February 21, 2017

"Because of a recent copyright dispute, Bulgarian National Radio, the public broadcaster for the country, has been limited to airing music recorded before 1946."

"And... [t]he station had a 20 percent increase in listenership in January, the first month in which the change was in effect, over December’s numbers...."
“We had some concerns but people keep calling to tell us that they really enjoy the music,” said Nikoleta Elenkova, Bulgarian National Radio’s spokeswoman.
Musicautor — which controls the distribution rights for "millions of Bulgarian and foreign songs" — had raised its fees from $271,000 to $978,000 and got its bluff called.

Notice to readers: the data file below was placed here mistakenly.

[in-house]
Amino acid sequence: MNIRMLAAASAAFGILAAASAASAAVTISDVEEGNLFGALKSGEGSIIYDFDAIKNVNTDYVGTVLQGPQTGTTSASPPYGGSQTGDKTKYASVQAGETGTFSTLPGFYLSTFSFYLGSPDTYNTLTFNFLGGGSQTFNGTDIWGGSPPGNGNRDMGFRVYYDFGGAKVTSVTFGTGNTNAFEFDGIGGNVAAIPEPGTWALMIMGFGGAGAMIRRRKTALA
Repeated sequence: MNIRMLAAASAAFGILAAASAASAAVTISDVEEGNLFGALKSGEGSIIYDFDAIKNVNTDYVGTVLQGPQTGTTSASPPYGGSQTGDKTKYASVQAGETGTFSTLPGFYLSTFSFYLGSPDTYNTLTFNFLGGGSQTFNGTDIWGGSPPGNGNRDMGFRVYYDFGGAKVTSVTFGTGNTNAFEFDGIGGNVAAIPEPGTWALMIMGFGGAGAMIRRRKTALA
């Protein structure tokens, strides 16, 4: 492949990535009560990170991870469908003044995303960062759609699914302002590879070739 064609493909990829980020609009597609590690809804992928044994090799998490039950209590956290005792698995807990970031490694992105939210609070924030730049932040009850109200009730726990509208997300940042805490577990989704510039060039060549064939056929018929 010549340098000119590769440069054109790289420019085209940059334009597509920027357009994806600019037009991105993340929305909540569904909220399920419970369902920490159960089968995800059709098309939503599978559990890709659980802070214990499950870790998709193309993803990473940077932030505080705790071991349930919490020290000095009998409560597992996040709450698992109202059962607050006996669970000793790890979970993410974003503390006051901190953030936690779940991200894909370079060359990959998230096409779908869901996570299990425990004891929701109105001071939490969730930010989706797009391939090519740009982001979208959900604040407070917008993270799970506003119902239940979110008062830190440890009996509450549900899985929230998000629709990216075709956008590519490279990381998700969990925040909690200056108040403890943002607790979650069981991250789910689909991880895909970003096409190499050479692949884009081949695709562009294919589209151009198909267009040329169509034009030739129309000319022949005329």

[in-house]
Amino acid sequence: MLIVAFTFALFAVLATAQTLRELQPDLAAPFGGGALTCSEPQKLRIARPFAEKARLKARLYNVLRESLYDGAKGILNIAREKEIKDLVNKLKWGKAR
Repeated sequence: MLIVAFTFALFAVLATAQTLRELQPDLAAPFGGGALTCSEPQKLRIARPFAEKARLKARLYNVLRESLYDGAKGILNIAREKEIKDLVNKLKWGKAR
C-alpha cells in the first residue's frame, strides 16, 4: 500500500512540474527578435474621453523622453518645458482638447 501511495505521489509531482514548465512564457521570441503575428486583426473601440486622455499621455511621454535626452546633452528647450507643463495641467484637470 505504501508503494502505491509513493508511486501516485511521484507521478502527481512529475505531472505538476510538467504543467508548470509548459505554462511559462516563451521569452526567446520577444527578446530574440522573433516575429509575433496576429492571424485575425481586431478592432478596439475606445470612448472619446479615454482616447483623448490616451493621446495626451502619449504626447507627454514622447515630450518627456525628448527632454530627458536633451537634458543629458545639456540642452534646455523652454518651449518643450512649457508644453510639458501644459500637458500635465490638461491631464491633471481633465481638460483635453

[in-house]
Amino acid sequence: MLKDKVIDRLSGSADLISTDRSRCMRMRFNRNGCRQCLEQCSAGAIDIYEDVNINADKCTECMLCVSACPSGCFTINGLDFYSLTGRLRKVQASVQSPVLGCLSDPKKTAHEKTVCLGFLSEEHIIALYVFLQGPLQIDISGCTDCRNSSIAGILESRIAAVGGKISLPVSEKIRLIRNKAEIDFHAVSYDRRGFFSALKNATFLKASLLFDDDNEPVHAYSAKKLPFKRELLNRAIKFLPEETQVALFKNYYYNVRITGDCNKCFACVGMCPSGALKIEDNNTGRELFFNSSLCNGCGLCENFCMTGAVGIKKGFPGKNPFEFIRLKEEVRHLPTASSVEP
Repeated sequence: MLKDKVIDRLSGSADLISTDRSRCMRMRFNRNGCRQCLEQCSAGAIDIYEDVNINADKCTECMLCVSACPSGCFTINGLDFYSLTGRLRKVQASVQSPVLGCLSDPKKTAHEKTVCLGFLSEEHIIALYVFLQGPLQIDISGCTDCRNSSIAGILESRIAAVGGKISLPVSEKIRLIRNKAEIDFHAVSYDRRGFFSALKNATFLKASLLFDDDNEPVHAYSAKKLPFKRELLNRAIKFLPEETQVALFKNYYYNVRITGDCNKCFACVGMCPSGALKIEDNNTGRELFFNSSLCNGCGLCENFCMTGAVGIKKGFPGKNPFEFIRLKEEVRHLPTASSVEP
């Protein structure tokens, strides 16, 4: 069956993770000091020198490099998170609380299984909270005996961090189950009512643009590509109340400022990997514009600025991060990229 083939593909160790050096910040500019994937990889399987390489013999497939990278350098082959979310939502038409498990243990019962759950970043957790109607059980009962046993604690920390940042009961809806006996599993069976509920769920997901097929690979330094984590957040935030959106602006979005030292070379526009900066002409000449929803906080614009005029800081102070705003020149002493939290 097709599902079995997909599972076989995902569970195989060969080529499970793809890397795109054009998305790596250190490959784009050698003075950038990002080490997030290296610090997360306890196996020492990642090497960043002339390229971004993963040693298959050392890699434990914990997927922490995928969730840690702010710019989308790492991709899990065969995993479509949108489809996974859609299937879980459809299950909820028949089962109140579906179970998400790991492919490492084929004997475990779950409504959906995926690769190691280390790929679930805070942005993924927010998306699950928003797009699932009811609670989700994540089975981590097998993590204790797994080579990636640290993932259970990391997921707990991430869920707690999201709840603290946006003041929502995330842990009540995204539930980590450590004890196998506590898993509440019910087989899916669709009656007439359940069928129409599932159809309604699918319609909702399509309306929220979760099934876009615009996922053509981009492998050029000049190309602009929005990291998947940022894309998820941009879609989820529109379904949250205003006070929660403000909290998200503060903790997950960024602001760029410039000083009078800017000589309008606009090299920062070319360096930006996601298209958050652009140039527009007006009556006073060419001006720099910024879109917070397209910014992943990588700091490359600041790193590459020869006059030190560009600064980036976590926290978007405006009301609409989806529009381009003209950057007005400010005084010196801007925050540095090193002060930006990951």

What if you had to forgo everything copyrighted and were limited to what's in the public domain? It's hard to limit yourself, but what if it were forced on you? After a month on that diet, you might think this is great.

38 comments:

sinz52 said...

I was a copyeditor for the draft of a historical novel that tried to use old song lyrics to help set the ambiance of the period.

I had the sad duty to inform the author that most of those song lyrics were copyrighted, and he could not include them in his novel without the consent of the artist's estate or the publisher. He failed to get such consent in time for publication and had to delete them, which hurt the storyline.

John Tuffnell said...

Imagine a world without lawyers.

Unknown said...

Google Books is the best entertainment value. All the major works of literature pre-1920 are on there. They are all free. I don't go to the movies, I don't watch TV, I just read old books.